Hail, Steven Bochco -- "Commander in Chief's" new commander in chief.
Rod Lurie, the film critic turned film director and screenwriter who created the series, is gone as show runner (aka, guy in charge), and Bochco has been given control of ABC's fantasy White House.
Lurie will keep his executive producer title, and Touchstone TV, which produces "CiC," yesterday signed a new "two-year overall deal" with him and his Battle Plan Productions.
Touchstone, a production division of ABC parent company Disney, officially confirmed the changes -- word of which had been flying around the Hollywood TV community throughout the day.
It's very unusual for this kind of change to be made to a show that has debuted as well as "Commander in Chief," which clocked the biggest Tuesday drama series launch crowd in five years.
According to some sources with knowledge of the situation who did not want to be identified because their jobs are more important, Lurie and the network had "creative" differences about future episodes.
But another knowledgeable, and equally shy, source paints a picture of a guy being stretched too thin trying to handle writing, producing and directing on the series, while juggling those helpful "notes" from 25-year-old studio and network suits that creators of hit series find themselves suddenly enjoying. This, in turn, caused production logjams, producing that network concern.
In its official document on the change, Touchstone announced that Lurie was going to "focus his energies on developing new projects under his new overall deal with Touchstone Television." (According to a report in the Hollywood Reporter, Lurie had "turned his attention" from supervising the writers' room to directing "CiC" episodes some time ago.)
"I've been a huge fan of Steven Bochco's for over two decades. I'm blown away excited to see how much more he will electrify 'Commander In Chief,' " Lurie effused in the news release.
Battle Plan Productions partner "Marc Frydman and I are overwhelmed by the confidence Touchstone Television has shown in us and we're thrilled to continue trying to knock 'em out of the park," Lurie said.
Movie stars Geena Davis and Donald Sutherland, who signed on to do a series with "film guy" Lurie ("The Contender" writer and director), now find themselves working on a series overseen by "TV guy" Bochco. Bochco, a well-respected television writer/producer, is best known for such groundbreaking series as "NYPD Blue," "Hill Street Blues," "L.A. Law" and "Doogie Howser, M.D.," as well as the infamous, short-lived police musical series "Cop Rock."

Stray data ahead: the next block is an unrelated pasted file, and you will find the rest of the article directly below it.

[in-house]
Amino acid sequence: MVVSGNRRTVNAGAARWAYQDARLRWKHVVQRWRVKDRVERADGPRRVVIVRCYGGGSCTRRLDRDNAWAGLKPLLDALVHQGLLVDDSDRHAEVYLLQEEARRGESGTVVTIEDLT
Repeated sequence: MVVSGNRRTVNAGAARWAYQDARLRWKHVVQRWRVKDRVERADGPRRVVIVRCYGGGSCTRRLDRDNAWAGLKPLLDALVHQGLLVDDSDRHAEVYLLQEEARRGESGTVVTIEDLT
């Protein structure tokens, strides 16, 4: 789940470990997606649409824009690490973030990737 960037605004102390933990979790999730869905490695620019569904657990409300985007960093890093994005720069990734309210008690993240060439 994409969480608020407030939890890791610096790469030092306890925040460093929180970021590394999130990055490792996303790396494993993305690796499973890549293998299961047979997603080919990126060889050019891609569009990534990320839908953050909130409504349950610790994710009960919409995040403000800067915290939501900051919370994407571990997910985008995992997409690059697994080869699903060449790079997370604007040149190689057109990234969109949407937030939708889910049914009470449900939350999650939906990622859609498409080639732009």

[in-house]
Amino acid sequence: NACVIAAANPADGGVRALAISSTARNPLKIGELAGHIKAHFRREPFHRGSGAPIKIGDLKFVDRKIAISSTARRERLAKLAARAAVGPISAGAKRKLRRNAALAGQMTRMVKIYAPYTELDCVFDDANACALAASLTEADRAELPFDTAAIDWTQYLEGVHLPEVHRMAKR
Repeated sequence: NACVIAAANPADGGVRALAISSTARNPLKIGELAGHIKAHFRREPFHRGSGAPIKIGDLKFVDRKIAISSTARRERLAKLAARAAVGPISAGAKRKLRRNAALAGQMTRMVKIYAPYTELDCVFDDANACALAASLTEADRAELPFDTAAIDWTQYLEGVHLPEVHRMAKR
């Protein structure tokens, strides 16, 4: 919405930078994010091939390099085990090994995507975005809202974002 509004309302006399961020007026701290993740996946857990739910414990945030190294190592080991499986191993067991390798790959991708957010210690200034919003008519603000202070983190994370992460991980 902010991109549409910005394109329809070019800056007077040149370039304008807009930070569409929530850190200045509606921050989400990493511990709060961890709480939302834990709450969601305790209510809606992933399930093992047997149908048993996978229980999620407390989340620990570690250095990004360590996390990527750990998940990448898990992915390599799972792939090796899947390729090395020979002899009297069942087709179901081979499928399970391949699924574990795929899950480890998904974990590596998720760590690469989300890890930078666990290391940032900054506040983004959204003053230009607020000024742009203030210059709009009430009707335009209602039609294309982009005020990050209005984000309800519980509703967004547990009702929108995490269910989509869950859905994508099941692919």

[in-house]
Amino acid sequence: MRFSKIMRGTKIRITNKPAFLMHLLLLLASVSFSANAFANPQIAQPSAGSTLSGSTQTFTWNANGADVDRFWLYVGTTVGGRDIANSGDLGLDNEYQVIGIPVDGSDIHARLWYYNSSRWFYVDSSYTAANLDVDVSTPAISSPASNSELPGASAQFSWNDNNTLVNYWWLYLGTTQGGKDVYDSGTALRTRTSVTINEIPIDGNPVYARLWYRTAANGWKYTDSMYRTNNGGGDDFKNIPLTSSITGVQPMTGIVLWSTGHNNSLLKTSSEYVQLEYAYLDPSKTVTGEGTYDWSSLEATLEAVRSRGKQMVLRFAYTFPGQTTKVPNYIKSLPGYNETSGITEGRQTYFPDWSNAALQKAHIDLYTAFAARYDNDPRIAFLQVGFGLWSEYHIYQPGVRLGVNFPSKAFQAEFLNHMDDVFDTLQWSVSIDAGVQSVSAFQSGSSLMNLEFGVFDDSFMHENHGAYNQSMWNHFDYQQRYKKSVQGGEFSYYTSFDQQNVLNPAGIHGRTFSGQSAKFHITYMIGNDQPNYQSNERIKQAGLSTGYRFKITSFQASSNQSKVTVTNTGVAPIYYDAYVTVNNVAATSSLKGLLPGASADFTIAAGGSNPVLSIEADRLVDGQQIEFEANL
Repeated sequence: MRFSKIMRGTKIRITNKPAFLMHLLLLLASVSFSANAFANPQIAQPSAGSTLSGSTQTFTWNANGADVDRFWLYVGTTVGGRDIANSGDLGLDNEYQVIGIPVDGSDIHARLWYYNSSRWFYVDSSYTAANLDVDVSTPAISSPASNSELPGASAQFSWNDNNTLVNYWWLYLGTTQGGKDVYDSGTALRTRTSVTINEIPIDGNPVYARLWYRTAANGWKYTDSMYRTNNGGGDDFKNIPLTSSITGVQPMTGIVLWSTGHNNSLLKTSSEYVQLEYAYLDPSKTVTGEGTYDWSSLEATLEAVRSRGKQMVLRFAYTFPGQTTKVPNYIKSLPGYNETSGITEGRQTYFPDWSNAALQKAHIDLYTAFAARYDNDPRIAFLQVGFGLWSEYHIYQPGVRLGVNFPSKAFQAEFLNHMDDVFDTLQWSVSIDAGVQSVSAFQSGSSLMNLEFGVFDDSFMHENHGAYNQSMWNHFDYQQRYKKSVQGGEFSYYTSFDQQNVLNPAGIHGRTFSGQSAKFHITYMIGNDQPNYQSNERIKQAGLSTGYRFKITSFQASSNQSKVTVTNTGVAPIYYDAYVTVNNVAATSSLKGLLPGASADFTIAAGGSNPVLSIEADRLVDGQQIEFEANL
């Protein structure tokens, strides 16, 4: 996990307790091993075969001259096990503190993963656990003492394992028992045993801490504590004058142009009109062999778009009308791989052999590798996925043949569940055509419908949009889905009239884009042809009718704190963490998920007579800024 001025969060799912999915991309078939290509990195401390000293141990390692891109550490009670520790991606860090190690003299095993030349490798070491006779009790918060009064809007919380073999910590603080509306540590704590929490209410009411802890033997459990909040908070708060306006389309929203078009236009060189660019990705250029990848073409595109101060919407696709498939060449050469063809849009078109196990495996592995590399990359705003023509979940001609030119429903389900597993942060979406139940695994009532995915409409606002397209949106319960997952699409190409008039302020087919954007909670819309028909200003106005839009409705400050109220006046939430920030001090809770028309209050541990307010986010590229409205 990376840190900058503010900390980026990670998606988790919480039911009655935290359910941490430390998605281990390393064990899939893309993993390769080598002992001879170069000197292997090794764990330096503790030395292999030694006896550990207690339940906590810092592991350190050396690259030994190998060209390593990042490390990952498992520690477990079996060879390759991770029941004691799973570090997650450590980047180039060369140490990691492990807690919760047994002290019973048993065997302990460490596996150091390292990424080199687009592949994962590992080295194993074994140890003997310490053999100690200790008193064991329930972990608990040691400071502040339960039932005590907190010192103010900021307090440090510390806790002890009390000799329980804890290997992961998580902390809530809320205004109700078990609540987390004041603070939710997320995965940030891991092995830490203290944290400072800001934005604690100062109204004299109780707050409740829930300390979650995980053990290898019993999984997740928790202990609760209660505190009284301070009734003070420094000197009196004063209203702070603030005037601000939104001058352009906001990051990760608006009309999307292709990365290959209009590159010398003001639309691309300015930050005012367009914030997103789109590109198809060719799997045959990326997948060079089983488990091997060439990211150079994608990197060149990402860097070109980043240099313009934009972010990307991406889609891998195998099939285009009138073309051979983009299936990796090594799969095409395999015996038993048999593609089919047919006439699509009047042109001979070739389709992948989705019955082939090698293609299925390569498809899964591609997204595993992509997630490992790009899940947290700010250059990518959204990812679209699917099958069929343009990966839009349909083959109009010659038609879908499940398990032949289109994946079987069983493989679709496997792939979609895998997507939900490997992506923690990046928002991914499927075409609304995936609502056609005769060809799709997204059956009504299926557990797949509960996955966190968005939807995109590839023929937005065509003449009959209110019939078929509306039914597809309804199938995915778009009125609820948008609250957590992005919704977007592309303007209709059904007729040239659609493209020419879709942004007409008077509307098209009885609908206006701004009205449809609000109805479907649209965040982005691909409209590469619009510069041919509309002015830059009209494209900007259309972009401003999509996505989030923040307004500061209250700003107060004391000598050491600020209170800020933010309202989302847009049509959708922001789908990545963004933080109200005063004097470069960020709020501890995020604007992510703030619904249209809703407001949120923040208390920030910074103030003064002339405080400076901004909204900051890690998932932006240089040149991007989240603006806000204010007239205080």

It's unclear whether, under Bochco, the president of the United States will continue to be modeled, as she has been under Lurie, after Susan Lyne, the ABC programming chief who exited in May 2004 during one of the network's many exec shuffles and who now runs Martha Stewart's operation.
As did Lurie, Bochco declined to talk to The TV Column, though he said in that news release that he always has been "a huge Rod Lurie fan" and is "excited" to be "helping to realize Touchstone's and Rod Lurie's vision."
Bochco has his own overall deal, signed last month, to create and produce TV shows at Touchstone, only his is for three years. Touchstone produces many ABC series, including "Desperate Housewives," "Lost," "Alias," "Grey's Anatomy" and "The Night Stalker."
Bochco's most recent ABC series was the short-lived "Blind Justice," which took the "NYPD Blue" time slot when that envelope-pushing cop show ended its 12-season run.
Ironically, "Commander in Chief" has been doing well, ratings-wise. When it premiered, it attracted 16.4 million viewers -- on par with the opening episode of NBC's "The West Wing." The debut helped ABC score its biggest non-sports Tuesday crowd in nearly two years and the unveiling was the biggest Tuesday drama series premiere on any network since fall 2000.
In its second broadcast, "CiC" attracted more viewers -- which almost never happens. Just short of 17 million watched the second episode, giving the series a commanding 5.7 million-viewer lead over its closest competitor in the 9 p.m. hour, CBS's "Amazing Race."
At press time, "Commander in Chief" was the only new show this season to grow its audience from its first week to its second.
Fox deserves at least a little credit for that strong second-week showing. The network pulled its Tuesday hit "House" out of the time slot for a baseball game, sending millions of viewers scurrying to other networks to sample their shows. (NBC's "My Name Is Earl" also benefited, improving its performance by about 2 million viewers compared with the previous week.)